One of my favorite teachers as a freshman Electrical Engineering Student was Bob Kressin. Not only was he the Digital Logic Design Teacher but the guy was just (in every sense of the word) cool. He was as into Embedded Systems and tinkering as much as the rest of us were (are), and he had lots of great advice he enjoyed doling out in long diatribes when we should have been studying five variable Karnuagh maps ("Oh! The horror!").
However, early on in the required Logic Circuits I course, Bob (and I'll use that term since I'm no longer a student of his) said something interesting I now quote verbatim:
"When faced with an Engineering problem. There are always three steps.
First you panic. Then you cry. Then you do it anyway."
"Bollocks!" I cried, "What utter nonsense! Engineers don't cry or panic.
Engineers are tough.
Engineers are brave.
Engineers like BACON!
Regardless of my thoughts, I filed this piece of advice away in the recesses of my brain under the area of "Zach's miscellaneous pieces of garbage thought" (along with are "All Signal Generators are Noise Free" and "These textbooks are useful" - thoughts for another time).
Fast-forward two years. I'm in Dr. [name removed to protect identity]'s Junior-Level Analog Circuit Design course. I'm handed my first lab project (along with an unsightly stack of homework). My task? Deduce the transfer function of a 3rd-order Butterworth Filter, build it in the lab, prove its functionality, and write the transfer function resembling something slightly above the level of "pure mathematical chaos" - due in three days' time. My thoughts?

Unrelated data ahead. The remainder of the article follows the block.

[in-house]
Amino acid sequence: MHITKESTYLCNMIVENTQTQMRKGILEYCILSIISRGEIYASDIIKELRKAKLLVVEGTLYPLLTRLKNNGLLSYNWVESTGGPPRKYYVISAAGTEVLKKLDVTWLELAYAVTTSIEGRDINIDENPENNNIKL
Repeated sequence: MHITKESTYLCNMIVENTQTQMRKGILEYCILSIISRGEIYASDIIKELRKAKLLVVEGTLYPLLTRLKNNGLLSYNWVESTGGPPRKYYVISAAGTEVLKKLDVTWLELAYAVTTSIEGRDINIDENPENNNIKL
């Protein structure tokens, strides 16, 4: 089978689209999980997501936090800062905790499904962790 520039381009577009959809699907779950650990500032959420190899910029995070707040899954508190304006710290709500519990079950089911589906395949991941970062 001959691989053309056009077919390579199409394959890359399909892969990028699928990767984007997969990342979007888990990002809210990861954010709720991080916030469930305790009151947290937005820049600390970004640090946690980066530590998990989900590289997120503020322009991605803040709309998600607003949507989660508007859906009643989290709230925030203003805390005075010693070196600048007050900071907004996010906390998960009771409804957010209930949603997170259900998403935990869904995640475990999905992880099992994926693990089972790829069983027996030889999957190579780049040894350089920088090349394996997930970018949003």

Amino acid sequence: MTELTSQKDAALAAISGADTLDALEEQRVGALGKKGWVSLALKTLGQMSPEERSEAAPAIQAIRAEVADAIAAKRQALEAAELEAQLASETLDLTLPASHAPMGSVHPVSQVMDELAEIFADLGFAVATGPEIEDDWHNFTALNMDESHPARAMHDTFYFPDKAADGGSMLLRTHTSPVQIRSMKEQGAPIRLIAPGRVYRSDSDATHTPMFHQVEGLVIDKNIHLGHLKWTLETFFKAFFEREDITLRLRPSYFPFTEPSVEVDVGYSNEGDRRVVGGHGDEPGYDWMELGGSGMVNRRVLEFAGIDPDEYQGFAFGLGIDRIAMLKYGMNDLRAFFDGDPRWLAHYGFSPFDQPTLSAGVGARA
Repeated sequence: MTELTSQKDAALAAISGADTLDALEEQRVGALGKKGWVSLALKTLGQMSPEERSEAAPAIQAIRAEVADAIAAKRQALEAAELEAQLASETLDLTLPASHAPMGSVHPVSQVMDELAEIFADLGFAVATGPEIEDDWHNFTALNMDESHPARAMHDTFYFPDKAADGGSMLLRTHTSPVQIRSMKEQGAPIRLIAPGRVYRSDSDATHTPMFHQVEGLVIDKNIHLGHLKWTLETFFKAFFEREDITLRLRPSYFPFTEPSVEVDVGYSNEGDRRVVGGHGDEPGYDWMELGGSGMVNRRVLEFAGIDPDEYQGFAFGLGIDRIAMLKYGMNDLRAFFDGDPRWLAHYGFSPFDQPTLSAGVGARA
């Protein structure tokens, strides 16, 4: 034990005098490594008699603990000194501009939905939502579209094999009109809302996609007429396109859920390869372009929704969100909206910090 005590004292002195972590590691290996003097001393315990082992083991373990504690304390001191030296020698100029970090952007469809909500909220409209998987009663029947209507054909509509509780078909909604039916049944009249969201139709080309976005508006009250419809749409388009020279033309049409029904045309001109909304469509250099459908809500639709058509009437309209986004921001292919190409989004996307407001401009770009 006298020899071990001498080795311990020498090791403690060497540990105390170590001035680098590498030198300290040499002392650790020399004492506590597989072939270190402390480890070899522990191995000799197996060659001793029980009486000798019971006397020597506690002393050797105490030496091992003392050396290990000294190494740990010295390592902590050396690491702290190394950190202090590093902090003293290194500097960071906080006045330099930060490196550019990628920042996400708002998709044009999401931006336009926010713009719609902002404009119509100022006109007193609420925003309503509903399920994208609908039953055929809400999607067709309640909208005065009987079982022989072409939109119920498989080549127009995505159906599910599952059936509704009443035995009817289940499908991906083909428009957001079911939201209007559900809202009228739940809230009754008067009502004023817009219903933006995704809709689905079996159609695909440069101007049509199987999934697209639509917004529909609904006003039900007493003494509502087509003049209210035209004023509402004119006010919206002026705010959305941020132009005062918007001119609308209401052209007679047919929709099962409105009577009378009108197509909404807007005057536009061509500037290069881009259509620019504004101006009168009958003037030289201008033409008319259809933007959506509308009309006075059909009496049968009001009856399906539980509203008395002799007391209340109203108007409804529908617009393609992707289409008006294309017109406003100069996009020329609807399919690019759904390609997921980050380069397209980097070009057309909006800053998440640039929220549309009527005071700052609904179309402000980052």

Figure 1: WHYYYYYYYY???
Nothing we had covered in class had prepared me for such an endeavor.
(As an aside: I'm convinced this particular teacher - who shall remain anonymous - absorbed his power through the tears of panicked undergrads. Though I have no proof this is the case, I remain firm on this logic).
What did I immediately think of?
"First you panic. Then you cry. Then you do it anyway."
Ultimately, I ended up crying and doing the assignment anyway, and was rewarded with a B+ for my efforts (I'm convinced the "Great Eagle Spirit of Engineering" only grants us good grades when we've acknowledged the three-step outline Kressin gave us as freshman… and when we’ve actually studied).
My point? Engineering is HARD WORK, and to more broadly define this: sometimes Life is HARD WORK. At some point you're going to be staring down, what seems like, an insurmountable task. You'll get that "thousand-yard-stare" where you gaze into the distance, realizing that you either:
- Have ZERO solutions to solve the problem you're facing
- Have to dedicate the next year and a half to solving said problem, or
- Both of the Above or some other terror
At some point, things are going to look terrible. What do you do? Follow the three steps I learned as an Undergraduate Electrical Engineering student:
Panic - Accept it. Accept the feelings that what you're facing down seems completely insurmountable. There's nothing to be ashamed of.
Cry - Or go have a scream in the closest canyon or valley. I like to call this the "Jack Shepherd" moment. If you've ever watched "Lost" (and you really should - just don't expect us to answer your questions about Polar Bears) you'll remember Jack Shepherd's moment when he describes letting the fear take him over for seven seconds. This is that moment. Let it out. Cry.... or, you know, binge eat bacon for a day*.
Do it anyway - Above all else: don't give up. You had your moment to panic about the situation. You had your cry. Now roll up your sleeves and get to it.
There's no way around it. You're going to face problems. Whether it's Engineering or something else; personal or professional; man or woman, you’re going to hit obstacles along the way. Such is life. But when you do, just remember the three step process (Endorsed by the "Great Eagle Engineering Spirit"): Panic. Cry. Do it anyway.
*Ok, only half a day
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